WWE 2022 Q2 Financial Analysis: Revenue Up, New Full-Year Projection In Post-Vince McMahon Era

Although it was inevitable that one day, the wrestling world would no longer have Vince McMahon running WWE, it’s hard to imagine that three months ago, when WWE last held a conference call for its quarterly financial report, that it would be the last call with McMahon in charge.

After a number of allegations of misconduct by McMahon and tens of millions of dollars in money being paid as a result, the man synonymous with WWE (and by extension, professional wrestling) for the better part of 40 years is no longer with the company. Heading the business side of the company are new co-CEOs Nick Khan and Stephanie McMahon, Vince’s daughter. Over the creative side of things, Paul Levesque, better known to wrestling fans as Triple H, is leading the charge.

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While Levesque’s impact on the on-screen presentation and creative aspect is something that will be monitored by pundits and fans on a weekly basis, the August 16 earnings call is the first real look at what the future could hold on the business side since Vince’s retirement from the company back on July 22.

The major impact that the Vince McMahon story has had on the financial side of things is the reported payouts to those allegedly suffering from past alleged misconduct by McMahon for years nearing $20 million as of this writing. That amount has forced the company to re-evaluate past quarterly financial reports over the last few years as a result.

Although that may have led to past financial numbers previously announced by WWE to be somewhat inaccurate, it still doesn’t change the overall viewpoint of the company’s good standing in the next few years.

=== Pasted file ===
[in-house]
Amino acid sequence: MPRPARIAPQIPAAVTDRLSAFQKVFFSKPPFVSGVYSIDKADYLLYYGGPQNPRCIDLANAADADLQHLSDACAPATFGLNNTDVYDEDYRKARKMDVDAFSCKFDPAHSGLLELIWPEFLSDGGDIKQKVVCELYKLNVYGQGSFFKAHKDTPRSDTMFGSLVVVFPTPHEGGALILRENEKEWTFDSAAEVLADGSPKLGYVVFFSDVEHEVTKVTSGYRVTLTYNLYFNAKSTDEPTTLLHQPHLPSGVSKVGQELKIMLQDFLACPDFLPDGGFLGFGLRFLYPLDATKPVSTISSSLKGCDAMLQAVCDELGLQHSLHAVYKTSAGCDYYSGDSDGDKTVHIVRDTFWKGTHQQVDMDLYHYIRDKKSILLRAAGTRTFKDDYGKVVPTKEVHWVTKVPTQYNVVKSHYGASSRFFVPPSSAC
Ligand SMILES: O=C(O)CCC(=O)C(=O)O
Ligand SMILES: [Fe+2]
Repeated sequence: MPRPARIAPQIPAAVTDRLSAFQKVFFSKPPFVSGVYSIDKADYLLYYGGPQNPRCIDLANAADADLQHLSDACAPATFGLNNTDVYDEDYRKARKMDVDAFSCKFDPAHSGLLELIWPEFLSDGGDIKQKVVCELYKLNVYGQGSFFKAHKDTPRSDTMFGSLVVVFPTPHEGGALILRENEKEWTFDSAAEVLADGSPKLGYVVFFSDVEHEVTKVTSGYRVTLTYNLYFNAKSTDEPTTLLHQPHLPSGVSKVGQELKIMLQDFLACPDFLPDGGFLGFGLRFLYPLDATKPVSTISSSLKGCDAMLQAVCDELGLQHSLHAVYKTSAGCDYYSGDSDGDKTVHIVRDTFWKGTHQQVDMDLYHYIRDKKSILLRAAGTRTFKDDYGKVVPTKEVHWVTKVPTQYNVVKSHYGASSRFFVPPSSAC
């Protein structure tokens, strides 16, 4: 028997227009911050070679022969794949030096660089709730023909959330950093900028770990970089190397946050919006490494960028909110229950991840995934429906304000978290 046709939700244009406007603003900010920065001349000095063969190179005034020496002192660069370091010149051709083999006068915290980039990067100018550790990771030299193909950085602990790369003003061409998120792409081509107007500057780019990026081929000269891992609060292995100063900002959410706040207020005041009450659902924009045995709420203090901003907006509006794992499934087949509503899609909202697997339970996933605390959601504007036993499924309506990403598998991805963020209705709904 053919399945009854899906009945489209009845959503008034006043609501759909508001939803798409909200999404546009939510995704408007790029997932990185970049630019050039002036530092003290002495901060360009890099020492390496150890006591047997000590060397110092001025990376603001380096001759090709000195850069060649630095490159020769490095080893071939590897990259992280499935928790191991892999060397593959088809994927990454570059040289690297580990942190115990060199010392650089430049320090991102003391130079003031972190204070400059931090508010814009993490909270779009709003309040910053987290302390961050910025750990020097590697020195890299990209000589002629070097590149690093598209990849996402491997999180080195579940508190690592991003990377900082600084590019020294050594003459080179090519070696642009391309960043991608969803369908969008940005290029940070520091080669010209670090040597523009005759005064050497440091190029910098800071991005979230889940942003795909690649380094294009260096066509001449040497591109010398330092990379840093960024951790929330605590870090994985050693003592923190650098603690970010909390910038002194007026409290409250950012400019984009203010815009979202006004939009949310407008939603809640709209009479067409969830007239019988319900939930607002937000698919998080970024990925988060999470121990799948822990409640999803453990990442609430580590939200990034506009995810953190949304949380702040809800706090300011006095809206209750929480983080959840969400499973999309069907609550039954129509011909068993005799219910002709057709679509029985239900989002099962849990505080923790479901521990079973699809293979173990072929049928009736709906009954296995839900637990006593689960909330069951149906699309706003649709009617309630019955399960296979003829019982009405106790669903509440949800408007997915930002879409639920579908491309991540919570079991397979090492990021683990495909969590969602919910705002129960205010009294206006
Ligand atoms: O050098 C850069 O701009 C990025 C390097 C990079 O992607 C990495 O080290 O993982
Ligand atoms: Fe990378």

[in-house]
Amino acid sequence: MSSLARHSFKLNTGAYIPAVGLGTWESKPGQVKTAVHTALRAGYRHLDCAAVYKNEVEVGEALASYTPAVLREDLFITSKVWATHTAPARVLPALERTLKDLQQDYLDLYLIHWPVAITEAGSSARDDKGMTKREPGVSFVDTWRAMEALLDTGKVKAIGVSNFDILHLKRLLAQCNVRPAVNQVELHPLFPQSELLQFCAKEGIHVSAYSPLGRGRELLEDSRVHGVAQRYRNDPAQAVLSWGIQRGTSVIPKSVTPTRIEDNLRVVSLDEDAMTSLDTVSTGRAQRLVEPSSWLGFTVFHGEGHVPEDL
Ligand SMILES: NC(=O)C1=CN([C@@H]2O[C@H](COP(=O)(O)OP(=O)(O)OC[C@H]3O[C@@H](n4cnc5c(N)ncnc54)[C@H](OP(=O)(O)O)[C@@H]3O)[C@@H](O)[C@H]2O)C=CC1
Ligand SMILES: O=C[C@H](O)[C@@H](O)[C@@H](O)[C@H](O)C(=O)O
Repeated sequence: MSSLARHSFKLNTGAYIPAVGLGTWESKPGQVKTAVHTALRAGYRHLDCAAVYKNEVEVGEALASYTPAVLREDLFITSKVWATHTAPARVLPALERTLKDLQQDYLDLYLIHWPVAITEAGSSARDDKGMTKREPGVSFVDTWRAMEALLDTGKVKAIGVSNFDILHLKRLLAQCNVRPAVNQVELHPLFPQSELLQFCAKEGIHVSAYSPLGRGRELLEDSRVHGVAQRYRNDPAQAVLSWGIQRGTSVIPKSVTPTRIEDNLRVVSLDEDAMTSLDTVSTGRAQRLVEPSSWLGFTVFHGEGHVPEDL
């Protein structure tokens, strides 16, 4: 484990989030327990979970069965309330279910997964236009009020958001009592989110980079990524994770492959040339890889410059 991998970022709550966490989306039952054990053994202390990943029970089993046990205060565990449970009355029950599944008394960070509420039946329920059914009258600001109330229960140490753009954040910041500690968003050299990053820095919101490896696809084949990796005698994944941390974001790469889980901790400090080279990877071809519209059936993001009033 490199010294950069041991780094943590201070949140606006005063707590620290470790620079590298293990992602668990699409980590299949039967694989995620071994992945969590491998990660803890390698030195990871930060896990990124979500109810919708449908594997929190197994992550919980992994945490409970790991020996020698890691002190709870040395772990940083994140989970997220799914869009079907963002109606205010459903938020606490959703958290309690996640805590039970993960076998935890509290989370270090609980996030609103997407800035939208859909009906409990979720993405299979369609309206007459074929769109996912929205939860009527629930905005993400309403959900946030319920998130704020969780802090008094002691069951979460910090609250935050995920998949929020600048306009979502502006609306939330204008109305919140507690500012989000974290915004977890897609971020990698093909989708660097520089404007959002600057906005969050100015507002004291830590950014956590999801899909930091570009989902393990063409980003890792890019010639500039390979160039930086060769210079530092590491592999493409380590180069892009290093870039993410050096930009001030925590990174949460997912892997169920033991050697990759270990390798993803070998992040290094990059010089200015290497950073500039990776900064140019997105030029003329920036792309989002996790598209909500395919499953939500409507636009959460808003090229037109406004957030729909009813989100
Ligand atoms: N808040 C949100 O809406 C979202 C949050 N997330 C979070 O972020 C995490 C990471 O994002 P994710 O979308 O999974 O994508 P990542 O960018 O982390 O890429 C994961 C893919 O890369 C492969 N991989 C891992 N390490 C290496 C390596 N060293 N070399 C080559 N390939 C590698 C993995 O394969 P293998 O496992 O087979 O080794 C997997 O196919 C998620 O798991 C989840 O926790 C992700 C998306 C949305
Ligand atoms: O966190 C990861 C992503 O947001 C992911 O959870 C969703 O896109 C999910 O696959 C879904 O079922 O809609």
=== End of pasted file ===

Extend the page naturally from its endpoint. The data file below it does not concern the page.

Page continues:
Though it’s a point brought up ad nauseam by now, WWE’s media rights deals, primarily the ones negotiated with NBCUniversal and FOX, has ensured the company’s finances for several more years. It’s the reason why WWE is routinely setting quarterly and yearly revenue and profit margins.

But the issue concerning Vince’s departure and how it impacts the quarterly finances will not be a question answered with the Q2 earnings report, given that Vince left in July. In fact, it probably won't be fully answered until a much larger sample size of Khan, Stephanie and Levesque running the company can be extrapolated.

The company did note in a filing that it is essentially done with its investigation of McMahon, but added that it may receive future inquiries and subpoenas in relation to the investigation.

“As previously announced, a special committee of independent members of the Board of Directors (the “Special Committee”) was formed to investigate alleged misconduct by the Company’s former Chairman and Chief Executive Officer, Vincent K. McMahon. Mr. McMahon resigned from all positions held with the Company on July 22, 2022 but remains a stockholder with a controlling interest. The Company has received, and may receive in the future, regulatory, investigative and enforcement inquiries, subpoenas or demands arising from, related to, or in connection with these matters. The Special Committee investigation is substantially complete.”

WWE Continues To Post Record Revenue:

As far as net revenue is concerned, WWE already far surpassed what 2021 did through six months. For the second quarter, the company accumulated $328.2 million in net revenue, which is more than $60 million than what the company did in last year’s second quarter ($265.6 million).

In terms of the entire year, WWE made $661.6 million in net revenue, eclipsing last year’s half-year mark of just $529.1 million.

The Adjusted OIBDA in "Media" finished at $90.7 media, slightly better than last year's Q2 OIBDA of $86.2. As for the first six months of the year, WWE has an Adjusted OIBDA under "Media" of $218.9 million, up from last year's $192.8 million.